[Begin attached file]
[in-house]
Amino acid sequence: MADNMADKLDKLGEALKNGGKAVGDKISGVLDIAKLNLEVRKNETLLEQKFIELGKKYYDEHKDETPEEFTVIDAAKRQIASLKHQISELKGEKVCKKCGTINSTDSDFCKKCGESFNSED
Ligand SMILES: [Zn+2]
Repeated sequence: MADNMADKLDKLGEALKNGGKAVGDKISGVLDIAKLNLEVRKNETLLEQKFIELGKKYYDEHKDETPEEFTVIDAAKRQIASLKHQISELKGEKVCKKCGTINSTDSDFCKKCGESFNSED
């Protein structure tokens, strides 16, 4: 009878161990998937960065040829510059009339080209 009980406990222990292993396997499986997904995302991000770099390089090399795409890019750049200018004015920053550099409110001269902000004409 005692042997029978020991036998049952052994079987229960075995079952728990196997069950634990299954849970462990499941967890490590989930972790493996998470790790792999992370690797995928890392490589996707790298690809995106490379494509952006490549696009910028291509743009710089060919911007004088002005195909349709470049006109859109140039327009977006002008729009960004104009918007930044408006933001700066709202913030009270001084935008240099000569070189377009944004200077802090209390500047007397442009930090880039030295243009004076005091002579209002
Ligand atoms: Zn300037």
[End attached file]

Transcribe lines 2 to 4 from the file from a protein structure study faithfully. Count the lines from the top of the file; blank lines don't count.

Amino acid sequence: MADNMADKLDKLGEALKNGGKAVGDKISGVLDIAKLNLEVRKNETLLEQKFIELGKKYYDEHKDETPEEFTVIDAAKRQIASLKHQISELKGEKVCKKCGTINSTDSDFCKKCGESFNSED
Ligand SMILES: [Zn+2]
Repeated sequence: MADNMADKLDKLGEALKNGGKAVGDKISGVLDIAKLNLEVRKNETLLEQKFIELGKKYYDEHKDETPEEFTVIDAAKRQIASLKHQISELKGEKVCKKCGTINSTDSDFCKKCGESFNSED